Consequently, CSO’s offer an important opportunity for Government to tap into to understand the dynamics and complexity of Pacific community to add context in our advancement as a people in how we contribute, help, advance our own people through our culture of community responsibility and connection and capacity gaps can be addressed as they arise.
The approach must understand that the region is inextricably linked in our issues. I refer to our submission as it stands and summarise as follows: We would like to see Pacific women as leaders in our own issues to the extent of co-designing programs that affect us. Part of this co-designing is the inclusion of the Australian diaspora through using CSO’s as contact points of Australian government to contribute meaningfully in providing true context of our state of affairs. For example, through our links with Pacific Islands Council Queensland we were able to contribute in the 2050 Gender Strategy organised by the regional CSO, Pacific Islands Forum Secretariat.
Similarly, we would like to advocate and have dialogue directly with government on strategies to advance Pacific women. Empowering Pacific women starts with women’s political, economic and social participation in all forms of leadership through employment, consulting, advisory, board membership and management and Australian Government must be the first subscriber of this view by the mere inclusion in Pacific women leading this issue.
We also would like to put to the committee that there is little to no data available regarding Pacific women from the Pacific region seeking asylum in Australia fleeing violence for our diaspora CSO’s to respond.”
Samoan Women’s Perspectives on Violence Against Women – Roundtable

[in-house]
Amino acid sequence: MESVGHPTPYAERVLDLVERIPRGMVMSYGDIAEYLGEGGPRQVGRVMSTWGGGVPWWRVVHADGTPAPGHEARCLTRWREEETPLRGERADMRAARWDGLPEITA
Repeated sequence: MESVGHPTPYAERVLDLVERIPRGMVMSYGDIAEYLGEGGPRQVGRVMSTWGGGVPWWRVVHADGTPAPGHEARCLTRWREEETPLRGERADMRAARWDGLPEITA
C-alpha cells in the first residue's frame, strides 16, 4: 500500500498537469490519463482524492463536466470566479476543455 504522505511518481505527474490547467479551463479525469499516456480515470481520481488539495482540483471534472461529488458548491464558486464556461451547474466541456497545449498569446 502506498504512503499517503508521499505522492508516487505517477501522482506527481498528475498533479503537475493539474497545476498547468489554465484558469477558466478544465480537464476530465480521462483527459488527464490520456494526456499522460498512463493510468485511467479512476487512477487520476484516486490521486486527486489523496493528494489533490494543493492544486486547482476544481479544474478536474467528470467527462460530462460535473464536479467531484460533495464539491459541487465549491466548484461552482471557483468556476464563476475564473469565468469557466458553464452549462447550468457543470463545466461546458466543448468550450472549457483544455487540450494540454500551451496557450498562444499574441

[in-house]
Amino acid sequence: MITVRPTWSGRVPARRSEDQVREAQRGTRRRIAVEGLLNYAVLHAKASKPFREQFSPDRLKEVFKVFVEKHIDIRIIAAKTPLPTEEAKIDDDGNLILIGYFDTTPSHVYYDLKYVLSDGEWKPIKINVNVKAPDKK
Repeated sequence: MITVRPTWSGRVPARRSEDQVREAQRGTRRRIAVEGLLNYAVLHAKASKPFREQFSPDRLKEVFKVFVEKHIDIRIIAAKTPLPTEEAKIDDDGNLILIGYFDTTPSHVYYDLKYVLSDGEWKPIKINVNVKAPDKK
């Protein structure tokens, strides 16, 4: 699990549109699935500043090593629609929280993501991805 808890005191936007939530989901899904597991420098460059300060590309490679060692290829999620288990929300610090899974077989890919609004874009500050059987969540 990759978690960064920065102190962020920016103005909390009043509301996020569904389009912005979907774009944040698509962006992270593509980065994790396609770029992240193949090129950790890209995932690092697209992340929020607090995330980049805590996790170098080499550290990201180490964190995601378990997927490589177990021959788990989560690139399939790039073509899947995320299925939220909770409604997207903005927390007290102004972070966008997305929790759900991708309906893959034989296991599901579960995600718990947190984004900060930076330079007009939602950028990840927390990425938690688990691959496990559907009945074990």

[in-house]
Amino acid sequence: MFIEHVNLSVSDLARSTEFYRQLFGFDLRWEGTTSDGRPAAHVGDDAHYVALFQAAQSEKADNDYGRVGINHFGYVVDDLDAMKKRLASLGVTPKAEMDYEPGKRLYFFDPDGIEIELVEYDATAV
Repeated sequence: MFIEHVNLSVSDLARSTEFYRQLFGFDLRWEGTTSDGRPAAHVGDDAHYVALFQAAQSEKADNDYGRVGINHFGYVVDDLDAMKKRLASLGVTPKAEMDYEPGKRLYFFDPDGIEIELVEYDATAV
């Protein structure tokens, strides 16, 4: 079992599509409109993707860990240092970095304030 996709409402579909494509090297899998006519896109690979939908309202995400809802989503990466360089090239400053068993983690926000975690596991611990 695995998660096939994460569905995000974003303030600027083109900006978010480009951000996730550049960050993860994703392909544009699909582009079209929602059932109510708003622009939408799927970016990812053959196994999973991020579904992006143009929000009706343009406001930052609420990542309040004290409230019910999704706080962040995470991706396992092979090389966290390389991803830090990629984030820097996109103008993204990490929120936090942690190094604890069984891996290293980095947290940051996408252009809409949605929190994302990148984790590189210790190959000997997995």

PWA had the opportunity to be a part of an online Roundtable hosted by the Pacific Australian Women’s Consultative Standing Committee (PAW) & Pacific Women In Network (Pacific WIN) focusing on Samoan Women’s Perspectives on Violence Against Women.
PWA member, Prini Avia attended on behalf of Pasifika Women’s Alliance and contributed her perspectives as a young Samoan woman. We share some of Prini’s thoughts after the Roundtable:
“As I’ve grown to learn more about my Samoan identity, culture and language, I’ve been introduced into an entire world of people making change within our Pasifika community. As I’ve learned more about our way and our people, I’ve also learned about some of the issues we face.
DOMESTIC VIOLENCE is one issue that is ever present. Yet as this continues to happen within our community, it’s encouraging to know that there is change and education happening to help protect those most vulnerable.
Today I got to sit in with a group to discuss the work of Dr Michael Ligaliga who is completing a project of translating certain English words into Samoan words to explain particular terms of violence. One problem within many Pacific Island nations is that since there are no terms to describe particular acts of violence, it remains unseen. One of our conveners noted that sometimes, if we don’t have language to describe what happened – then it seems like it didn’t happen. This dialogue was apart of the projects work in hearing from our female Samoan community!
Thank you Pasifika Womens Alliance for the opportunity & be encouraged people because change is happening!”